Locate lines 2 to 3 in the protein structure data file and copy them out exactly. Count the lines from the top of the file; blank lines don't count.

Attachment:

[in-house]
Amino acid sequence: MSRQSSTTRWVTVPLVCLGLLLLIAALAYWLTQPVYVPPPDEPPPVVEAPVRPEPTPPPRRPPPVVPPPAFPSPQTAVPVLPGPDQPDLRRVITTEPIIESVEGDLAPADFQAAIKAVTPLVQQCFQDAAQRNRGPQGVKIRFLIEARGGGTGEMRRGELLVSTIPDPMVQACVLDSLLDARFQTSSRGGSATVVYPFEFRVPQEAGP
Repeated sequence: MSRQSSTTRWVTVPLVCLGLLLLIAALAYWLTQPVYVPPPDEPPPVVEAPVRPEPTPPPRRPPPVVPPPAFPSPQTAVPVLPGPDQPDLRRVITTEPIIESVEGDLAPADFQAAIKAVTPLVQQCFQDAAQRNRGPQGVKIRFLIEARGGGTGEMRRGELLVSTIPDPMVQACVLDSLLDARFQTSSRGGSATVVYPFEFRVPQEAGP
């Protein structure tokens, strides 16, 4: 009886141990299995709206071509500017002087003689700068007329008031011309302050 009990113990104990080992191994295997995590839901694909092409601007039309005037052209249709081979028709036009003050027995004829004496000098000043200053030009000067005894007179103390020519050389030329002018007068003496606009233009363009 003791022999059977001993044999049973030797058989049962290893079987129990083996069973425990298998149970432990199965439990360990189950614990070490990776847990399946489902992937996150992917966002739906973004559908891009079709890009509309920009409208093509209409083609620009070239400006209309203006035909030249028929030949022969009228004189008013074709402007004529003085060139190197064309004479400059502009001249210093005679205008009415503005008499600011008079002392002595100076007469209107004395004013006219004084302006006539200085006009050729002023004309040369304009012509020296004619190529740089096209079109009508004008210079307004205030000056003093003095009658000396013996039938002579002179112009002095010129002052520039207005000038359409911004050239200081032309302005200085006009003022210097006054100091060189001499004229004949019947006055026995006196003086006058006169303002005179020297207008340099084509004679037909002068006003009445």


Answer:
Amino acid sequence: MSRQSSTTRWVTVPLVCLGLLLLIAALAYWLTQPVYVPPPDEPPPVVEAPVRPEPTPPPRRPPPVVPPPAFPSPQTAVPVLPGPDQPDLRRVITTEPIIESVEGDLAPADFQAAIKAVTPLVQQCFQDAAQRNRGPQGVKIRFLIEARGGGTGEMRRGELLVSTIPDPMVQACVLDSLLDARFQTSSRGGSATVVYPFEFRVPQEAGP
Repeated sequence: MSRQSSTTRWVTVPLVCLGLLLLIAALAYWLTQPVYVPPPDEPPPVVEAPVRPEPTPPPRRPPPVVPPPAFPSPQTAVPVLPGPDQPDLRRVITTEPIIESVEGDLAPADFQAAIKAVTPLVQQCFQDAAQRNRGPQGVKIRFLIEARGGGTGEMRRGELLVSTIPDPMVQACVLDSLLDARFQTSSRGGSATVVYPFEFRVPQEAGP